The shape is elliptical with a rounded tip and flat margin. It has a prominent central vein and is nearly stalkless.
The leaf is 4 to 6 mm (0.1 to 0.2 in) long and 2 to 4 mm (0.07 to 0.1 in) wide.
The inflorescence has a globose or spike form and varies between 10 to 15 mm (0.4 to 0.6 in) in diameter. It is composed of tiny flowers in several whorls around the stem.
The flowers are deep pink to purple with a fused corolla. They are two-lipped, the upper lip has 2 lobes almost fused into one, and the lower lip has 3 lobes.
The 4 stamens are pink and stick out from inside the corolla.
Abundant pink to purple clusters of flowers appear on upright stems in the summer.
Thymus serpyllum usage
The Breckland thyme forms a very pretty carpet of dense blue-green foliage and abundant clusters of pink to purple flowers.
It is perfect to sprawl from a pot or a low wall, to fill in crevices of stone paths or as an alternative to a lawn where there is only occasional trampling.
It also looks lovely in rock and gravel gardens and is commonly used as a fragrant ground cover.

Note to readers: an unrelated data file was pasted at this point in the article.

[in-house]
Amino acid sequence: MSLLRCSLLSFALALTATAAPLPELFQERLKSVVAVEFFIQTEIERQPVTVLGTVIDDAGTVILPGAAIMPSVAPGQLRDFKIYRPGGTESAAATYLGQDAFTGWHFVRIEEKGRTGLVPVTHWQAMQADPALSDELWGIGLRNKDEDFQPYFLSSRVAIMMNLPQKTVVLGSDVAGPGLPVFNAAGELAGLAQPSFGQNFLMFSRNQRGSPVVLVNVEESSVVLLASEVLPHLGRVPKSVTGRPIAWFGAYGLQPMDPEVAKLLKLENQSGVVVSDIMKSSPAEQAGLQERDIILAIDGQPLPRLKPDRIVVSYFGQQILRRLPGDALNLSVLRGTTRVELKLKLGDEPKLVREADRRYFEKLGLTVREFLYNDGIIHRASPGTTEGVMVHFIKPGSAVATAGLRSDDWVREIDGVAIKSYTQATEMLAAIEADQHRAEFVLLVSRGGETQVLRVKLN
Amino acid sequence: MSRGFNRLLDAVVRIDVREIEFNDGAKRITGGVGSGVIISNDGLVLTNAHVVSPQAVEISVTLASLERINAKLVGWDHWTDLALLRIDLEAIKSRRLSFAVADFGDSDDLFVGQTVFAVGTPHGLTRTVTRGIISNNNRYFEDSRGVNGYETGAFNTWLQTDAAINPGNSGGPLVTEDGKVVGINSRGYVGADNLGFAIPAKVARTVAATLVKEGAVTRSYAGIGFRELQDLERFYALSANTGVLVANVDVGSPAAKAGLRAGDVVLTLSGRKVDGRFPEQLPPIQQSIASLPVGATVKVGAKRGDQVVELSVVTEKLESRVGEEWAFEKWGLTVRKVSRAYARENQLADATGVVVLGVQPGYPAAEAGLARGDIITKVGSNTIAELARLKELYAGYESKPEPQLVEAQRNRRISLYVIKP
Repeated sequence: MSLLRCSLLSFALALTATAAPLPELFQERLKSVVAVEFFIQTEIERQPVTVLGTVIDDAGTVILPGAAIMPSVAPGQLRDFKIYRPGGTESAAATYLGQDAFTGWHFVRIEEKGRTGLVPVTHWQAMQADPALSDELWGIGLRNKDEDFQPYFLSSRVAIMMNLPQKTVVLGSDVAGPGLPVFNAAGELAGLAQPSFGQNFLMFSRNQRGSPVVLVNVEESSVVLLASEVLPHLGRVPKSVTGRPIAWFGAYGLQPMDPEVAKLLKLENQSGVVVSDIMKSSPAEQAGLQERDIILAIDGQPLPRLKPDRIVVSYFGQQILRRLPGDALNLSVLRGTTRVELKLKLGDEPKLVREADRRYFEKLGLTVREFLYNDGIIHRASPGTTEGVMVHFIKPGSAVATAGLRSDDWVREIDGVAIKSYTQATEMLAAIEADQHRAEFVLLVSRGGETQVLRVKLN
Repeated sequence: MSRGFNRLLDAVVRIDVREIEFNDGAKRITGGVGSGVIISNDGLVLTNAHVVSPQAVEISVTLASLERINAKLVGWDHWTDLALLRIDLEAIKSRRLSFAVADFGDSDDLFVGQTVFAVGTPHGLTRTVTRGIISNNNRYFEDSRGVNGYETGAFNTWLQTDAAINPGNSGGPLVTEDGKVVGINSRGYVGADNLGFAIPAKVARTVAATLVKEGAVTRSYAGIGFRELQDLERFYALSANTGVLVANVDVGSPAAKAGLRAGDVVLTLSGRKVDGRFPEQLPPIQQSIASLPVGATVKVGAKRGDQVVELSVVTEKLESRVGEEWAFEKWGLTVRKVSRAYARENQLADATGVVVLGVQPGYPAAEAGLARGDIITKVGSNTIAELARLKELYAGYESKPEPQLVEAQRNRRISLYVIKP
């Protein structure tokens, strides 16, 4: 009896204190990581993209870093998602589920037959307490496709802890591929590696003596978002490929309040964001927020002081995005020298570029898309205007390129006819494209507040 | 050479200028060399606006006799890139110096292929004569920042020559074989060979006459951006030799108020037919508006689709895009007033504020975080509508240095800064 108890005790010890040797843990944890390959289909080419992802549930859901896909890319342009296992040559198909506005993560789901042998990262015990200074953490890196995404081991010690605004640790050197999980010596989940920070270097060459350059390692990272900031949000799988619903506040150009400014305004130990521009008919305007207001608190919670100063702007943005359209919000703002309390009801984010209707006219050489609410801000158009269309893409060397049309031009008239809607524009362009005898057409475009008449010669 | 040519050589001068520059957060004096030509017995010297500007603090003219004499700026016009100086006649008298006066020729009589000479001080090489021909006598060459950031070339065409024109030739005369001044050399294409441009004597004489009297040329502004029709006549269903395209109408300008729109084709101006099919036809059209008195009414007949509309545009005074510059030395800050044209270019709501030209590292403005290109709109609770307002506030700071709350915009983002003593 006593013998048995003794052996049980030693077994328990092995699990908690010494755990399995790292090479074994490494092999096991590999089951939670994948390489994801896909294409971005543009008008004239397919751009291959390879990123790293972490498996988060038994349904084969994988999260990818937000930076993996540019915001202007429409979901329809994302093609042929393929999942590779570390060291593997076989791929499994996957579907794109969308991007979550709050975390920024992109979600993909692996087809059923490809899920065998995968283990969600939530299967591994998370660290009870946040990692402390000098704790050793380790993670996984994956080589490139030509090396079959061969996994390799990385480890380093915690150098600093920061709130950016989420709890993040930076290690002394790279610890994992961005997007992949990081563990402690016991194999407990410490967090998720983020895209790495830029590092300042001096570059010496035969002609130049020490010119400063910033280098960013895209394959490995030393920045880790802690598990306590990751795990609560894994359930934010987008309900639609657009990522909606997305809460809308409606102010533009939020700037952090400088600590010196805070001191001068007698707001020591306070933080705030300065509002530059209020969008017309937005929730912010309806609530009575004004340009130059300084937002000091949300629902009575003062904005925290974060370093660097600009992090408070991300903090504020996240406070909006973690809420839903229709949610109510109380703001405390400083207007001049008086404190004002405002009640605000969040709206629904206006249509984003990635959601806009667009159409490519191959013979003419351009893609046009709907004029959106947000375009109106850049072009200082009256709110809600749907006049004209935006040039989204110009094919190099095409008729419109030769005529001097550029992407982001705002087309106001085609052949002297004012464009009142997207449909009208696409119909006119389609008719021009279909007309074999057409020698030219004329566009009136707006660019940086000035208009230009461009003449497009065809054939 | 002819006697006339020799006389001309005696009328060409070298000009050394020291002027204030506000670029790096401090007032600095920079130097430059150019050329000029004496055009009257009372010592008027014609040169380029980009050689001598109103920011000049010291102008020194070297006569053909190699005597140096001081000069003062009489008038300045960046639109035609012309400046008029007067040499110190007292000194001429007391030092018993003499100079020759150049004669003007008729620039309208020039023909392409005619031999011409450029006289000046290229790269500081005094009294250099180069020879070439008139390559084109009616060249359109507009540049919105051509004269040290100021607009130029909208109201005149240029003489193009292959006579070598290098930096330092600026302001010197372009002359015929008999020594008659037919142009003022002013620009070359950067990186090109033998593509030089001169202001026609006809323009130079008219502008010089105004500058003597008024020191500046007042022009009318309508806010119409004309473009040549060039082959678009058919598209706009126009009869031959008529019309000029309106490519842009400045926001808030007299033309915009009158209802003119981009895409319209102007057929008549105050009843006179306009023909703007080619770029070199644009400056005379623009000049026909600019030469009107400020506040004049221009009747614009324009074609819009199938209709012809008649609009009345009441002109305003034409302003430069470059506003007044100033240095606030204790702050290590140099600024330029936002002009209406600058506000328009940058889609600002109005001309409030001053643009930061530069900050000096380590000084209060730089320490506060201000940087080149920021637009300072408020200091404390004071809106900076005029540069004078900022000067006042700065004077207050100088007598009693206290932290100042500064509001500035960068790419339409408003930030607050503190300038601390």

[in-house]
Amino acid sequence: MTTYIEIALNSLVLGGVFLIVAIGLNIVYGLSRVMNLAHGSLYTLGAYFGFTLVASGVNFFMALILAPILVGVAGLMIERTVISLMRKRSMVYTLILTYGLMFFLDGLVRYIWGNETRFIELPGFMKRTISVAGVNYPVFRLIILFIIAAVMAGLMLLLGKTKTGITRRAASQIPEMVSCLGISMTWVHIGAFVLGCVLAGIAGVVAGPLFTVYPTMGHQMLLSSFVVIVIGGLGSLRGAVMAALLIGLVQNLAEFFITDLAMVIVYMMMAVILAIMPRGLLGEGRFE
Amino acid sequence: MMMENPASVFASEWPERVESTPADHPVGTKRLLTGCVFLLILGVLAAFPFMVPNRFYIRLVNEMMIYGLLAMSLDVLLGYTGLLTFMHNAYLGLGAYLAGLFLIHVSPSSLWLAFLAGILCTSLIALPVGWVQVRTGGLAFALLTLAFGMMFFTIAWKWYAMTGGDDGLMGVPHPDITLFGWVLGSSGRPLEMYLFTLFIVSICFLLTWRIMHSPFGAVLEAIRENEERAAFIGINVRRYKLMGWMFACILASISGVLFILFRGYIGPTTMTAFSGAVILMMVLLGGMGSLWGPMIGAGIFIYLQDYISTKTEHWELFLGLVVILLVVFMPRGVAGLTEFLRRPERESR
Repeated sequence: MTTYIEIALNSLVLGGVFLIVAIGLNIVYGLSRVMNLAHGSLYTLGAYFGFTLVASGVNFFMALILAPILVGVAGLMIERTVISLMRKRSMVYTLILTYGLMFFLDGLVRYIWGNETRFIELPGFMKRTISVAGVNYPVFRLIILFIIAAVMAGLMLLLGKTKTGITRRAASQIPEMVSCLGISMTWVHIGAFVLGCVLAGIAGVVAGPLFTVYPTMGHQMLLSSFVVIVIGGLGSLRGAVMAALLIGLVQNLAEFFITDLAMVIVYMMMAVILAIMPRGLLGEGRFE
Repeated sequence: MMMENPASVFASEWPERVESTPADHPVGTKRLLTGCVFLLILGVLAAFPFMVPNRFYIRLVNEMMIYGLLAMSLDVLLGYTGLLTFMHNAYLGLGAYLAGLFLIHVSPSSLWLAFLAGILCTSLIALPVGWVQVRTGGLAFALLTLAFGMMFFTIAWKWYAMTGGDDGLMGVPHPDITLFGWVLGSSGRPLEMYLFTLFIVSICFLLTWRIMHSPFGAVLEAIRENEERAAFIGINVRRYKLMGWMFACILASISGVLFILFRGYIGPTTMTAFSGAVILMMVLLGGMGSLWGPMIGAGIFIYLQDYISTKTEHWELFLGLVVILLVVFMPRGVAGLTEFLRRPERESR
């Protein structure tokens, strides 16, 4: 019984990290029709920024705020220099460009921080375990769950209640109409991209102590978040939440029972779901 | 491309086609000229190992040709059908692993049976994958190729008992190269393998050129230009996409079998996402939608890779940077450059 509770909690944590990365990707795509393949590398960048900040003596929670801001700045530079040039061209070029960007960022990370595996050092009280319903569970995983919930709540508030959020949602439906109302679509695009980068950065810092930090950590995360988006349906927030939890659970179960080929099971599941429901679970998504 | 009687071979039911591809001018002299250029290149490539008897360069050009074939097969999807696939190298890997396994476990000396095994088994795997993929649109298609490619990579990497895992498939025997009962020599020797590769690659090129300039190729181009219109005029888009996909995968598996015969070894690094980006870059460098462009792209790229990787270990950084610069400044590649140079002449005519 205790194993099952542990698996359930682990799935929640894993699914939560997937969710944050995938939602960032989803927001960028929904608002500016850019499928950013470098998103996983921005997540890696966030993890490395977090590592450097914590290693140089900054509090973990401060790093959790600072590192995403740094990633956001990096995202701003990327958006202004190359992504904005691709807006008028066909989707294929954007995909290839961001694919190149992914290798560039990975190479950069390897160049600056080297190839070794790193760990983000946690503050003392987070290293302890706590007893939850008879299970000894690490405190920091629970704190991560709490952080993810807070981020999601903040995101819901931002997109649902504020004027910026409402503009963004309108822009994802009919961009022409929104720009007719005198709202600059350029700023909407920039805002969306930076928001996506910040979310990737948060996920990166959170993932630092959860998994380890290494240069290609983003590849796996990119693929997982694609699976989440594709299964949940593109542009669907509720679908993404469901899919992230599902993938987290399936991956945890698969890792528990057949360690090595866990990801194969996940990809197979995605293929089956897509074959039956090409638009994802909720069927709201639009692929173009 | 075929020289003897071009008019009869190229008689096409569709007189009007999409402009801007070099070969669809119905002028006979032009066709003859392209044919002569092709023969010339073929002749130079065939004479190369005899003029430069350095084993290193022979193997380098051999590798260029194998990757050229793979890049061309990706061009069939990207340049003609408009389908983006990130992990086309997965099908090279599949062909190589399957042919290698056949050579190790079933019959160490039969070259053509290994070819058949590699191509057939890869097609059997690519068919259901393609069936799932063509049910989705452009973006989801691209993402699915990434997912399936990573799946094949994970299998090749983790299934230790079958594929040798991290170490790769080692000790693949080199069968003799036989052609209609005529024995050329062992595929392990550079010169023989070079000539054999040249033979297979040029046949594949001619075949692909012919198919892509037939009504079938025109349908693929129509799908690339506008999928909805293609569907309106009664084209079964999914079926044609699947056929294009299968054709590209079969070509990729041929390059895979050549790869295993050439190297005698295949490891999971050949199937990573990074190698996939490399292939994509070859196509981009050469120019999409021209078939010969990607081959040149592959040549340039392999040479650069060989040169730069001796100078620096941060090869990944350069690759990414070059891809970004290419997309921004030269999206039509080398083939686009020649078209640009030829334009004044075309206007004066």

It can be planted in a mixture with other ground thymes creating a beautiful contrast with the different shades of foliage and colours of flowers.
Since ancient times, Thymus serpyllum has been used as a domestic remedy to treat digestive, respiratory and skin diseases.
Breckland thyme essential oil is used in contemporary medicine for its pharmacological properties: antioxidative, antimicrobial, and anti cancerogenic (source).
The essential oil is used for cleansing and deodorant products.
Although the leaves are edible, this plant is seldomly used for cooking.
The Breckland thyme is very attractive to bees, butterflies and other pollinating insects. It is also an important source of nutrition for caterpillars.
Thyme symbolises love and courage. The knight´s cloaks and tunics would have thyme leaves embroidered by their loved ones.
Greeks believed that thyme would bring courage and motivation and used thyme sprigs in baths and the clothes of knights before battles.